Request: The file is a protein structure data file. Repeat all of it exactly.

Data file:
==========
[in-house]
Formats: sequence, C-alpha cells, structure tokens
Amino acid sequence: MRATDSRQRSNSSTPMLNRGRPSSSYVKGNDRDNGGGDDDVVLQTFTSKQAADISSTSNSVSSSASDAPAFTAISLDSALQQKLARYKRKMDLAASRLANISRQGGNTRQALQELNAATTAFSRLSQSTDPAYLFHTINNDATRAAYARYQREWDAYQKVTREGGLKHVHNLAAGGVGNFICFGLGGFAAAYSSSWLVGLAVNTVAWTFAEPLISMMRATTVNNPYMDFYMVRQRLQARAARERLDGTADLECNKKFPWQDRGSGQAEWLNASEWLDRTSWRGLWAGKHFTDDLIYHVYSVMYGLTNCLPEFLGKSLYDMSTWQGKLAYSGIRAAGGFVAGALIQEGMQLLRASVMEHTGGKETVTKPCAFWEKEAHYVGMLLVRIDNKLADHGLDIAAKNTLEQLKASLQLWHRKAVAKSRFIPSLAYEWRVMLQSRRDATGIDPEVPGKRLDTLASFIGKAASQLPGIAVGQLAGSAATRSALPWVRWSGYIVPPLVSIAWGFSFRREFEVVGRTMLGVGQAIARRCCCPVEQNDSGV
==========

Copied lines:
[in-house]
Formats: sequence, C-alpha cells, structure tokens
Amino acid sequence: MRATDSRQRSNSSTPMLNRGRPSSSYVKGNDRDNGGGDDDVVLQTFTSKQAADISSTSNSVSSSASDAPAFTAISLDSALQQKLARYKRKMDLAASRLANISRQGGNTRQALQELNAATTAFSRLSQSTDPAYLFHTINNDATRAAYARYQREWDAYQKVTREGGLKHVHNLAAGGVGNFICFGLGGFAAAYSSSWLVGLAVNTVAWTFAEPLISMMRATTVNNPYMDFYMVRQRLQARAARERLDGTADLECNKKFPWQDRGSGQAEWLNASEWLDRTSWRGLWAGKHFTDDLIYHVYSVMYGLTNCLPEFLGKSLYDMSTWQGKLAYSGIRAAGGFVAGALIQEGMQLLRASVMEHTGGKETVTKPCAFWEKEAHYVGMLLVRIDNKLADHGLDIAAKNTLEQLKASLQLWHRKAVAKSRFIPSLAYEWRVMLQSRRDATGIDPEVPGKRLDTLASFIGKAASQLPGIAVGQLAGSAATRSALPWVRWSGYIVPPLVSIAWGFSFRREFEVVGRTMLGVGQAIARRCCCPVEQNDSGV